For me, Media Psychology is about understanding the complex interactions between media content, the mediums themselves and the consumers of that media. Admittedly this is a lot to cover. My own interests are in measuring engagement with the mediums themselves, which I have arrived at from a career in cognitive experimental psychology. Hopefully this blog post will make the links clear.
Marshall MacLuhan’s famous declaration ‘The Medium is the Message’ encouraged media scholars to look at the effects of the mediums themselves. With an increasing array of new mediums this statement may be more pertinent than ever. Indeed, Nicholas Carr writes persuasively about how the internet is having a limiting effect on our memory and attention spans. The vast linkable network of information, he suggests, encourages a shallow skim across many sources in contrast to the immersive experience offered by a book. Ingenious psychological experiments are emerging demonstrating these effects. But this line of thought is rather doom-laden. A more positive approach is to view mediums as tools that enhance and extend our cognitive abilities. Much as a calculator extends our numerical capacities, the internet extends our knowledge base. This perspective instead emphasises the opportunity to design tools that tap this potential for use in education and learning.
To be able to design effectively for users it’s important to understand their interaction with media. Media Psychology therefore incorporates usability and user-experience testing. Effective user-testing requires a solid grounding in research skills. It also incorporates the use of techniques heavily utilised in Psychology, for example eye-tracking, observation and physiological measures. We used several usability methods, including eye-tracking, in our recent work with BBC Children’s. A particular challenge is to measure media engagement naturalistically without disrupting it. If we’re in a transported state, unaware of anything but the media we’re engaged with, how can we measure what this experience is like?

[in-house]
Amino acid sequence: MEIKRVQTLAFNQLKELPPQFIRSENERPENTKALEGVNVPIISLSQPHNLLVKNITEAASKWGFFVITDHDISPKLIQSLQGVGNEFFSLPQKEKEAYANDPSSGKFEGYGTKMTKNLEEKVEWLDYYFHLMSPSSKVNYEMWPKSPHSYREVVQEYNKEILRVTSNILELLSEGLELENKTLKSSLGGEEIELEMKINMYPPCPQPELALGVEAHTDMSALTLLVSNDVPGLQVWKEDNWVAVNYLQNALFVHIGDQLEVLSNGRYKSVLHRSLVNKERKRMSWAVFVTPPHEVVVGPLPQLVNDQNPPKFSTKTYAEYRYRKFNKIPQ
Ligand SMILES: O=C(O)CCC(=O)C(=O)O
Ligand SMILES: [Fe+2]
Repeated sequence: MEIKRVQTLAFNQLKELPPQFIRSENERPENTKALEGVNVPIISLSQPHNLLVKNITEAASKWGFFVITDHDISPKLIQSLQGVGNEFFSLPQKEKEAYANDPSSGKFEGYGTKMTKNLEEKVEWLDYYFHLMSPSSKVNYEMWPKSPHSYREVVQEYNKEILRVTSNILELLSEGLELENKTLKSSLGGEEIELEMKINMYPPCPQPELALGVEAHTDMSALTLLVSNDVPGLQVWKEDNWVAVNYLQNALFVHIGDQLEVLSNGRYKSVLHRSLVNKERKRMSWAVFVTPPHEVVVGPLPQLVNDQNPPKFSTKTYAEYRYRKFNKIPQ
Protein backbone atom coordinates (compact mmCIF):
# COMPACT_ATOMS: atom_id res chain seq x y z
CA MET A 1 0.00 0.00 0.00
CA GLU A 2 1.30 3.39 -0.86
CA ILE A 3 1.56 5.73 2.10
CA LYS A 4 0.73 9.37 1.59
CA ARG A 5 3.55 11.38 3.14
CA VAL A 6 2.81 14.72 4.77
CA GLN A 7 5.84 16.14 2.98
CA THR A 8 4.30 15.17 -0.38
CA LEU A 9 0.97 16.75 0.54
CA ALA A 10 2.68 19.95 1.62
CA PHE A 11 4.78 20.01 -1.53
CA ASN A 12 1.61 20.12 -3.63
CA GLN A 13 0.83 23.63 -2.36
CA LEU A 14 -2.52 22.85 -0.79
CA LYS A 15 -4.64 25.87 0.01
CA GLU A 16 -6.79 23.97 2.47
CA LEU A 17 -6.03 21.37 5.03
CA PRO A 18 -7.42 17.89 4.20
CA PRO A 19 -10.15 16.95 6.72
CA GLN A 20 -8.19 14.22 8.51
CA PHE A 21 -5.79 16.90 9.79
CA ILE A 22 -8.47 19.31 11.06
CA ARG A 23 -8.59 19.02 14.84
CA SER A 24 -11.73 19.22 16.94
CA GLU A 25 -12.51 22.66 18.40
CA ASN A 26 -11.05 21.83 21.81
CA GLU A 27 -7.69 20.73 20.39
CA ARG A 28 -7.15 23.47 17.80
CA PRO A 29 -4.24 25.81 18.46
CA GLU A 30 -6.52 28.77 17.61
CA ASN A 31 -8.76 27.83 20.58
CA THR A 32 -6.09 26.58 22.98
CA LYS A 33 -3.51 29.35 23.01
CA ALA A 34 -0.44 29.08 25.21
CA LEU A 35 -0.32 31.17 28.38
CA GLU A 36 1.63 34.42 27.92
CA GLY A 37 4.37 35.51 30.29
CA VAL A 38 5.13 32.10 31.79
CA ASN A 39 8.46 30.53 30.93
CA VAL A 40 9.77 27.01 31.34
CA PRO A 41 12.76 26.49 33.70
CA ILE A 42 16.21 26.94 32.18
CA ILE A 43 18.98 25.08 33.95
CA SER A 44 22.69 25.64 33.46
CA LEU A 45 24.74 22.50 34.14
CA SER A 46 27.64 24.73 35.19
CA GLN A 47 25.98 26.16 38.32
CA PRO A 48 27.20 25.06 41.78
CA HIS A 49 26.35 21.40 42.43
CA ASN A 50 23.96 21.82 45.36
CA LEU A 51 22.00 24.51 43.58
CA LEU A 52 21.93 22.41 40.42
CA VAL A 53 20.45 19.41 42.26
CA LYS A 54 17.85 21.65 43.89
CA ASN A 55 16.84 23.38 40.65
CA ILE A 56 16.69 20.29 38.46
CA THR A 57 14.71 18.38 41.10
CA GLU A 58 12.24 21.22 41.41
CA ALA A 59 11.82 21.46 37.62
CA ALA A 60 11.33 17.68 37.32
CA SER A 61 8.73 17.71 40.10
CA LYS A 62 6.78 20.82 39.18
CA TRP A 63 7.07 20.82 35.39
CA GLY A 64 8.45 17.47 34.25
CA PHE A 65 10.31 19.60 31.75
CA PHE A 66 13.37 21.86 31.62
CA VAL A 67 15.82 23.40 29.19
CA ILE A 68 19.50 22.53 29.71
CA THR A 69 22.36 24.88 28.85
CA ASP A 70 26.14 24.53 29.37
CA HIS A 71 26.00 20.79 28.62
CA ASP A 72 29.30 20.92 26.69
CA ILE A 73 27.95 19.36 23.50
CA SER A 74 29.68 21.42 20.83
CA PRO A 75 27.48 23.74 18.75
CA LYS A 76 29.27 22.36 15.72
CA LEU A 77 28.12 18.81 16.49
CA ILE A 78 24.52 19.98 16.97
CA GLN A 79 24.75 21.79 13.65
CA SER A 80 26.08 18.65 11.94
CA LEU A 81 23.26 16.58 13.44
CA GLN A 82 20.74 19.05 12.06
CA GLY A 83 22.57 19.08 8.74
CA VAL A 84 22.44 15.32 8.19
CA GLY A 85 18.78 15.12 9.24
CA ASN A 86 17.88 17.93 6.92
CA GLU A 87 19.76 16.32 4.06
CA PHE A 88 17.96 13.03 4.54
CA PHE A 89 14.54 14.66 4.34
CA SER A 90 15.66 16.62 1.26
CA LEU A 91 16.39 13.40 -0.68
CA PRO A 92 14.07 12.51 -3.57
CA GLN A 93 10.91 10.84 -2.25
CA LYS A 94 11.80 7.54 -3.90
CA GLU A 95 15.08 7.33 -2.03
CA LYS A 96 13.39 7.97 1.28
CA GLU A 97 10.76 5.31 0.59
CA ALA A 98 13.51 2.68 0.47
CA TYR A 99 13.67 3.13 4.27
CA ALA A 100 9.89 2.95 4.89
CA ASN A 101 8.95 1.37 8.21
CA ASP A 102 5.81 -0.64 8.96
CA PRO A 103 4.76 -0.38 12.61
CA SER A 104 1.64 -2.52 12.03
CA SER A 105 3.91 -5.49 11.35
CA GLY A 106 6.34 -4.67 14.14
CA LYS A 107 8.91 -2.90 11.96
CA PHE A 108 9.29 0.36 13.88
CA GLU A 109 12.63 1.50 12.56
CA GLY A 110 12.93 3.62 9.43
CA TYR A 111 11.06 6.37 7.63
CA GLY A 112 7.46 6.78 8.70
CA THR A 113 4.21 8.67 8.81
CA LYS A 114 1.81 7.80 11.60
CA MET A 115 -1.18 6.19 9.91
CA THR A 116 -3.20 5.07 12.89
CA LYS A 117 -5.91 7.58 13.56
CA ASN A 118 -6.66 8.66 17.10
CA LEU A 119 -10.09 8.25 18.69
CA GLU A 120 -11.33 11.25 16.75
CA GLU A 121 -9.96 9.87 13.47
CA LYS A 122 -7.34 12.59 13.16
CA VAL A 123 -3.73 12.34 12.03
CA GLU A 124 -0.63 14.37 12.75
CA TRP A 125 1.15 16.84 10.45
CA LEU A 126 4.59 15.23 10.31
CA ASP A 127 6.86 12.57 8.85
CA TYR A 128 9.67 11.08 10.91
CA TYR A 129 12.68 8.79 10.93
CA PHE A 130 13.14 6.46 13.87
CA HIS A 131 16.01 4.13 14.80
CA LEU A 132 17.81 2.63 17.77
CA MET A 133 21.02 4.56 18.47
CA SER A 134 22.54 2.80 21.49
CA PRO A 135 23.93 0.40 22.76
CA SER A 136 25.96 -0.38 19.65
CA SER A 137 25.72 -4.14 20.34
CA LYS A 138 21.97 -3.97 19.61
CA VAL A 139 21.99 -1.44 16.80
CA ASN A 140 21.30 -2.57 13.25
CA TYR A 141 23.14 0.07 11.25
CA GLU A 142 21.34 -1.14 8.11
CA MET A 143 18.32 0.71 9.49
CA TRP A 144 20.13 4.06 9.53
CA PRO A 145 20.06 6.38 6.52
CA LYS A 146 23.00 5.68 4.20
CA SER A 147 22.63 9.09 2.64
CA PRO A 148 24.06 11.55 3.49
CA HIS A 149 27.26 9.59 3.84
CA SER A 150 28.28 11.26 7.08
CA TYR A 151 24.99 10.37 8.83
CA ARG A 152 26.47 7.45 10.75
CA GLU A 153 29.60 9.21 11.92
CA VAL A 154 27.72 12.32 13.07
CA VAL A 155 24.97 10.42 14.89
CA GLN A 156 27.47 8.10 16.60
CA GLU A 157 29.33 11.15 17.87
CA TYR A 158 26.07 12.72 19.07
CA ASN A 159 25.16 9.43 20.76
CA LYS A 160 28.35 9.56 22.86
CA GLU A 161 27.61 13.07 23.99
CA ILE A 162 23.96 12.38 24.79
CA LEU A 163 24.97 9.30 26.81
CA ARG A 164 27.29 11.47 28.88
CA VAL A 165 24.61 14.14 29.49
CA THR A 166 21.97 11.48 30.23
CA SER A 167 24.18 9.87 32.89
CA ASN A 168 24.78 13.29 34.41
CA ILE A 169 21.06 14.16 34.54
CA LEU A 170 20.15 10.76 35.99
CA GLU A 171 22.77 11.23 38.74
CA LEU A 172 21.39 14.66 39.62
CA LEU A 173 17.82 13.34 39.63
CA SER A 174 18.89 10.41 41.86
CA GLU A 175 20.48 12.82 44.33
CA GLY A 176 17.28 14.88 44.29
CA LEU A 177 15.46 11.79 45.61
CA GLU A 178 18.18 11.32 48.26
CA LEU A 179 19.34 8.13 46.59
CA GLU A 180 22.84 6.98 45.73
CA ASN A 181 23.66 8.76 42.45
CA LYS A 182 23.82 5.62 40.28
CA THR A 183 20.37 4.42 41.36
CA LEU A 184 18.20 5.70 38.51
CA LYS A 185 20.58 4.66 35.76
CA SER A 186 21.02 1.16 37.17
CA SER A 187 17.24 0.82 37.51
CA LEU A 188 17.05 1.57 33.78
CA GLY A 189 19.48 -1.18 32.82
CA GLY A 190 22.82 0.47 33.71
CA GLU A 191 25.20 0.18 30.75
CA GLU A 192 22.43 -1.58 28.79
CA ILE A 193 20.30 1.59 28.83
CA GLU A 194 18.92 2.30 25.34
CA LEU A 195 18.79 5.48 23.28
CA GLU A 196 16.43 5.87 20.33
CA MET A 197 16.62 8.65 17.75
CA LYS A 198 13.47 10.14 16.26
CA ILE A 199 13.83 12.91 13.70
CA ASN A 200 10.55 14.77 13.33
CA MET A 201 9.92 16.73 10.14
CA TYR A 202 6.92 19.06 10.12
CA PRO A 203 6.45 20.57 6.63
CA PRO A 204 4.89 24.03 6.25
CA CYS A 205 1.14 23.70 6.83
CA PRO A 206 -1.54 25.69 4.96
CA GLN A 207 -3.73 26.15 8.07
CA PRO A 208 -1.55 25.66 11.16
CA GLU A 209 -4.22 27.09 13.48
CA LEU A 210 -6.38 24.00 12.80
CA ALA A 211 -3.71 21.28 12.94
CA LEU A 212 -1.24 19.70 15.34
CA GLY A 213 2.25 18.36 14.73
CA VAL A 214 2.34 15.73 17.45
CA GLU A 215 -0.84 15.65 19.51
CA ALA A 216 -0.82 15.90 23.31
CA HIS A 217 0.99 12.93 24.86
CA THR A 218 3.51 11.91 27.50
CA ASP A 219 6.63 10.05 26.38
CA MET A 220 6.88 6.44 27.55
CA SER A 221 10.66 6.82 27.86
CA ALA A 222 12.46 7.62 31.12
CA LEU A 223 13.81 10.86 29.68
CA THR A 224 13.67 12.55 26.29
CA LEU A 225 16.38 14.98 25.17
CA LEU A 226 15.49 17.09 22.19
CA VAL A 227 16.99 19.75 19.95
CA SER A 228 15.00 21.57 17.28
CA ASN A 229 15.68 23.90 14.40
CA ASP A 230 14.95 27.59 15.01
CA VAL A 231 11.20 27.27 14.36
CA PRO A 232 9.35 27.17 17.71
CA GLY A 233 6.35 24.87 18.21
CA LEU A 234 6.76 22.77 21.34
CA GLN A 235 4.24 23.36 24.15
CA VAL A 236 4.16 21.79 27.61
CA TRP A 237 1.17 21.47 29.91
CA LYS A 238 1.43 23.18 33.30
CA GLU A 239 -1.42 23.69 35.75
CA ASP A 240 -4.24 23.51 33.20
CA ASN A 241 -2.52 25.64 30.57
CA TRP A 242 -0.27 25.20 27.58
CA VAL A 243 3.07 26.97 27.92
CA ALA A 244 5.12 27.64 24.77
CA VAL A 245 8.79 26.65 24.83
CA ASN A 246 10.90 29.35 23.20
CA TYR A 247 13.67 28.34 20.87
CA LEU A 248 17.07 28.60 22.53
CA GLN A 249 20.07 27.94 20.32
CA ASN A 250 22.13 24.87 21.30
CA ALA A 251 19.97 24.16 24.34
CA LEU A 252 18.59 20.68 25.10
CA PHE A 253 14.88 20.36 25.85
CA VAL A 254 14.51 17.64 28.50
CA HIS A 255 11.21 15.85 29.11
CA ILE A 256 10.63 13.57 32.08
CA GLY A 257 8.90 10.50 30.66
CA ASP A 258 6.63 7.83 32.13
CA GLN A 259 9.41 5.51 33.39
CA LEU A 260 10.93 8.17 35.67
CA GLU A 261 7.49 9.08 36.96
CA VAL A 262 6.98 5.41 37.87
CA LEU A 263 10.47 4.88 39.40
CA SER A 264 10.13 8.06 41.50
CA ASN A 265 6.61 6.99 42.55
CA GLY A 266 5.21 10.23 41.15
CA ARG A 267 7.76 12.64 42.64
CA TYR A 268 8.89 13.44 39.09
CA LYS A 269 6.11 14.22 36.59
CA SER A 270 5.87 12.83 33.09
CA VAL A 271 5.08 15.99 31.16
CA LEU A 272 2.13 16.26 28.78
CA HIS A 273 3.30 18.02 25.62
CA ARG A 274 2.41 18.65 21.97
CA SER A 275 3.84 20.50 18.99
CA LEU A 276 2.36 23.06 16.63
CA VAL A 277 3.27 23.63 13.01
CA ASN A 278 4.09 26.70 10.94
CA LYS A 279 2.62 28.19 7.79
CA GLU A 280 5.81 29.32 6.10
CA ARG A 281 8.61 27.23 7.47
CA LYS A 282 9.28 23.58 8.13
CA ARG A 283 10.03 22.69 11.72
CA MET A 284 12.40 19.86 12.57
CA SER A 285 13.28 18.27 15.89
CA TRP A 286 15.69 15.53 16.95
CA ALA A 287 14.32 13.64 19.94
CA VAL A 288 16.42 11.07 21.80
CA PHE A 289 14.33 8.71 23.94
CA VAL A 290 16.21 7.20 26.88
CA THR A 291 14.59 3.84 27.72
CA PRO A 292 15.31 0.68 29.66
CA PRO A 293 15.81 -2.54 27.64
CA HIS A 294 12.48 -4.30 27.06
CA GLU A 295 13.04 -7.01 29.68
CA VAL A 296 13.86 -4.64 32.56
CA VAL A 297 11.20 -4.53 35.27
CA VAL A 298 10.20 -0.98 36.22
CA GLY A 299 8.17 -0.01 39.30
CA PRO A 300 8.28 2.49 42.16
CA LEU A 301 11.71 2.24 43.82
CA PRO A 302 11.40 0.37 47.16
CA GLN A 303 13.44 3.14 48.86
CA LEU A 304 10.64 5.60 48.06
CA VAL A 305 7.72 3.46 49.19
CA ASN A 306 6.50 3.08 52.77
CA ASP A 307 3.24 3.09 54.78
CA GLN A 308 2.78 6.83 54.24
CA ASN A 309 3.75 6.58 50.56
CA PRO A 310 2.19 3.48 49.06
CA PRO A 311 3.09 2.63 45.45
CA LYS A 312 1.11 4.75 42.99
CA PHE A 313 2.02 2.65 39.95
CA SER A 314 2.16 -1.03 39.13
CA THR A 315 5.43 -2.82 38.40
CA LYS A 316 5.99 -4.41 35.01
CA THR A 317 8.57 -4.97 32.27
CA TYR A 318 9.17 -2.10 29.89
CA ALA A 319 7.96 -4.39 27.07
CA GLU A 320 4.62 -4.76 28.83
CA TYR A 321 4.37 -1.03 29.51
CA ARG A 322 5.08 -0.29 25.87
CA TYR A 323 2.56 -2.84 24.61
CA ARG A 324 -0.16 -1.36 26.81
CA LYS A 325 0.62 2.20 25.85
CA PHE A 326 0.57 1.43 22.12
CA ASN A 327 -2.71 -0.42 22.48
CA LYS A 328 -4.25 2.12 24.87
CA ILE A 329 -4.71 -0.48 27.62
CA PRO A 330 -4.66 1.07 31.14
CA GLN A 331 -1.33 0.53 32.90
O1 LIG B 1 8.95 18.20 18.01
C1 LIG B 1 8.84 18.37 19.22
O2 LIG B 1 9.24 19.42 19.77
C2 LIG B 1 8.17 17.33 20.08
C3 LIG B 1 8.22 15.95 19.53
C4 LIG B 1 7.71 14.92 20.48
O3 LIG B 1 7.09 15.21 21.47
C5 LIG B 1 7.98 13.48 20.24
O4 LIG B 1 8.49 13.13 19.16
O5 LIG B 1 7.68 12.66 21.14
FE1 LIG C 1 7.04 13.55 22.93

We find an increasing trend for media multi-tasking, simultaneously using a smart-phone and TV for example, which presents challenges for communication through a single medium. There are also concerns that heavy media multi-tasking might have effects on our attention, particularly during development. Christopher Lowe, one of our doctoral students, has taken on the challenge of better understanding media multitasking in children. Again, however, where there are threats there are also opportunities. Trans-media storytelling is the practice of utilising the variety of media platforms to tell different aspects of a story, empowering the audience to choose which aspects to engage with or contribute to.
Understanding media engagement should be a key concern of anyone in the media and communications industries as level of engagement influences entertainment, learning, persuasion and attitude change. Engagement is determined not just by the content, but also with interactions with the mediums themselves, and for me this is a key aspect in the field of Media Psychology.Leave a comment